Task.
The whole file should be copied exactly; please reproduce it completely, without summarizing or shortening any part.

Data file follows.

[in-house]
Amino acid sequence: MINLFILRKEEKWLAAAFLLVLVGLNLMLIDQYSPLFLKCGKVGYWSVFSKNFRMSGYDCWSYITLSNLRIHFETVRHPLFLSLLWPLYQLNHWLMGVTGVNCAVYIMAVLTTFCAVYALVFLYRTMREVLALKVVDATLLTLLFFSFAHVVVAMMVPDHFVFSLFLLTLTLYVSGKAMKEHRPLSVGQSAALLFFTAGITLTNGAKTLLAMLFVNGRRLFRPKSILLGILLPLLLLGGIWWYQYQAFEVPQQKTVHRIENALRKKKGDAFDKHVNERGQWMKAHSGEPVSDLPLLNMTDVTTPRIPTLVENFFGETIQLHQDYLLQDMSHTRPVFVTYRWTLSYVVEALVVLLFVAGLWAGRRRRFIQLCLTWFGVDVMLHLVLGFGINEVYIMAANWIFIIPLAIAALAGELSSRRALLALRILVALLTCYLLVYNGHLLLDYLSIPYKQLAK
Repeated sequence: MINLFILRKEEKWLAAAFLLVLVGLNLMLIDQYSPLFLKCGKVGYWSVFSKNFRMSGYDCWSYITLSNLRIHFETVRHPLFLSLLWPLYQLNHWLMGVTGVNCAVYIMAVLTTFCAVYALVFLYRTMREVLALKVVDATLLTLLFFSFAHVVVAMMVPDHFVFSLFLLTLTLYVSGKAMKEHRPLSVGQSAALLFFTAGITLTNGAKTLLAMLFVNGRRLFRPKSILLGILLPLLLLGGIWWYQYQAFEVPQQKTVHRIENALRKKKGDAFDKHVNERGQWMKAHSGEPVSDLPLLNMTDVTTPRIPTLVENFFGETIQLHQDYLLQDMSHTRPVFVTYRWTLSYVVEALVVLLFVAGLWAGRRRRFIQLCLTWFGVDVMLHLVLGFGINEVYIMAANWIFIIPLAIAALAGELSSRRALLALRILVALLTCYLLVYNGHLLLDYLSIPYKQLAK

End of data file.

[in-house]
Amino acid sequence: MINLFILRKEEKWLAAAFLLVLVGLNLMLIDQYSPLFLKCGKVGYWSVFSKNFRMSGYDCWSYITLSNLRIHFETVRHPLFLSLLWPLYQLNHWLMGVTGVNCAVYIMAVLTTFCAVYALVFLYRTMREVLALKVVDATLLTLLFFSFAHVVVAMMVPDHFVFSLFLLTLTLYVSGKAMKEHRPLSVGQSAALLFFTAGITLTNGAKTLLAMLFVNGRRLFRPKSILLGILLPLLLLGGIWWYQYQAFEVPQQKTVHRIENALRKKKGDAFDKHVNERGQWMKAHSGEPVSDLPLLNMTDVTTPRIPTLVENFFGETIQLHQDYLLQDMSHTRPVFVTYRWTLSYVVEALVVLLFVAGLWAGRRRRFIQLCLTWFGVDVMLHLVLGFGINEVYIMAANWIFIIPLAIAALAGELSSRRALLALRILVALLTCYLLVYNGHLLLDYLSIPYKQLAK
Repeated sequence: MINLFILRKEEKWLAAAFLLVLVGLNLMLIDQYSPLFLKCGKVGYWSVFSKNFRMSGYDCWSYITLSNLRIHFETVRHPLFLSLLWPLYQLNHWLMGVTGVNCAVYIMAVLTTFCAVYALVFLYRTMREVLALKVVDATLLTLLFFSFAHVVVAMMVPDHFVFSLFLLTLTLYVSGKAMKEHRPLSVGQSAALLFFTAGITLTNGAKTLLAMLFVNGRRLFRPKSILLGILLPLLLLGGIWWYQYQAFEVPQQKTVHRIENALRKKKGDAFDKHVNERGQWMKAHSGEPVSDLPLLNMTDVTTPRIPTLVENFFGETIQLHQDYLLQDMSHTRPVFVTYRWTLSYVVEALVVLLFVAGLWAGRRRRFIQLCLTWFGVDVMLHLVLGFGINEVYIMAANWIFIIPLAIAALAGELSSRRALLALRILVALLTCYLLVYNGHLLLDYLSIPYKQLAK